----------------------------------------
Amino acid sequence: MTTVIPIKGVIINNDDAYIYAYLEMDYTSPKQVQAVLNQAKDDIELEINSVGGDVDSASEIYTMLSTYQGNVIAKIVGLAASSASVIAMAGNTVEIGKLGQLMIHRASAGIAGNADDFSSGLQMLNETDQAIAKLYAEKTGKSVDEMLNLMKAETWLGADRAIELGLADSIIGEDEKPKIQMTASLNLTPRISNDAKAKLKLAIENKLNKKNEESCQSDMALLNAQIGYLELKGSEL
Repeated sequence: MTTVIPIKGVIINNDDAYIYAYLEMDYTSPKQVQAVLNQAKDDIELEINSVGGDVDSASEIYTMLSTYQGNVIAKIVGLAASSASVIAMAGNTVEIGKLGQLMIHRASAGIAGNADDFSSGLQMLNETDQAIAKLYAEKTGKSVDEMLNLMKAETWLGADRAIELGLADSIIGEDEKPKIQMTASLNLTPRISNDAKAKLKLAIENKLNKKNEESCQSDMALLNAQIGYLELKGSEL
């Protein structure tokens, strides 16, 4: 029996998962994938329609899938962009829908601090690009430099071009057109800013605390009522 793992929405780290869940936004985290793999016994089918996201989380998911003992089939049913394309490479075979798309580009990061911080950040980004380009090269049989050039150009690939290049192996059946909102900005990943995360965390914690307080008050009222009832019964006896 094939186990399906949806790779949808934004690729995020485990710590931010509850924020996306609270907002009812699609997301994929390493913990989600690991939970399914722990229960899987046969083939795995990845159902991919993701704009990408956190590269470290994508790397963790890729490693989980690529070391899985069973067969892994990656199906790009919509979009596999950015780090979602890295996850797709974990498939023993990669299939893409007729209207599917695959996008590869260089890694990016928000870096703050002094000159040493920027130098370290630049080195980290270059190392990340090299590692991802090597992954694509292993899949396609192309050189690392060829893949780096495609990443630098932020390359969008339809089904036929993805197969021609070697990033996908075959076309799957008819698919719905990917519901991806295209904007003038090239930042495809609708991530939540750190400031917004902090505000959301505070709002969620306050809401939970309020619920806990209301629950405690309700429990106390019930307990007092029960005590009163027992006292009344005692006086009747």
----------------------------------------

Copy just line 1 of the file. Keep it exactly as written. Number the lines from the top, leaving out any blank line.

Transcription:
Amino acid sequence: MTTVIPIKGVIINNDDAYIYAYLEMDYTSPKQVQAVLNQAKDDIELEINSVGGDVDSASEIYTMLSTYQGNVIAKIVGLAASSASVIAMAGNTVEIGKLGQLMIHRASAGIAGNADDFSSGLQMLNETDQAIAKLYAEKTGKSVDEMLNLMKAETWLGADRAIELGLADSIIGEDEKPKIQMTASLNLTPRISNDAKAKLKLAIENKLNKKNEESCQSDMALLNAQIGYLELKGSEL